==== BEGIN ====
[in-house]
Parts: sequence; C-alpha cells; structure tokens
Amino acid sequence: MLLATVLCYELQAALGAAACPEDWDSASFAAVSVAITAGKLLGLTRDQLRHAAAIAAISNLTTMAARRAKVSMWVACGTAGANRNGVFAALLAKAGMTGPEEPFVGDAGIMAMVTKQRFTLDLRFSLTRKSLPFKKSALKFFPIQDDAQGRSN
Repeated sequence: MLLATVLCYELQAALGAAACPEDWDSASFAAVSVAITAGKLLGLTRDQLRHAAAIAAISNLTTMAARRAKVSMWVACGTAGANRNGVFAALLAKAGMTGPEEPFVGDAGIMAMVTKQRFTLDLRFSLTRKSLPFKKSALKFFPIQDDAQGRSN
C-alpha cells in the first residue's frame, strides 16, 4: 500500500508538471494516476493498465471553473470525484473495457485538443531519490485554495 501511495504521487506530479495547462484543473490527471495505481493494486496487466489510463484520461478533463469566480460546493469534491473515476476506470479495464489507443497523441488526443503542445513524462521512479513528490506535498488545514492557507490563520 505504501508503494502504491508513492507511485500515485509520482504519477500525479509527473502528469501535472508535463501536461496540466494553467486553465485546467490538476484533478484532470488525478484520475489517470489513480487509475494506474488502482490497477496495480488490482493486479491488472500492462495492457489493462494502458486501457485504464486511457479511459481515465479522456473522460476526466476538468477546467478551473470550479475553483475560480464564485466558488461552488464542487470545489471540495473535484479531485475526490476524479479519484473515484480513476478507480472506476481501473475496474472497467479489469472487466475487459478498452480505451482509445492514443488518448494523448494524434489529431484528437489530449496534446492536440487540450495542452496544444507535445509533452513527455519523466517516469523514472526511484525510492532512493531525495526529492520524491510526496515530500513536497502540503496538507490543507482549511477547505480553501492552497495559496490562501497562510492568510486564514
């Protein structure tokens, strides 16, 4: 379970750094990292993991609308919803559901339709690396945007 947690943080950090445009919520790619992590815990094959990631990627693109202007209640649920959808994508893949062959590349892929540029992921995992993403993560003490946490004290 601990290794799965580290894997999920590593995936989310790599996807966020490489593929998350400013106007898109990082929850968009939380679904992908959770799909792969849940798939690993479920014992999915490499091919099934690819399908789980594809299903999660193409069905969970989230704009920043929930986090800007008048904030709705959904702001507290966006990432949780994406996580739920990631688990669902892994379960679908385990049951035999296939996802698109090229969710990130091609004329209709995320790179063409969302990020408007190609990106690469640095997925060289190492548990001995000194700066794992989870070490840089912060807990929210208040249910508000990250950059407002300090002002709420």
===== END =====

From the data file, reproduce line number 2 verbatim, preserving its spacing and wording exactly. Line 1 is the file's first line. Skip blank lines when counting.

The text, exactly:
Parts: sequence; C-alpha cells; structure tokens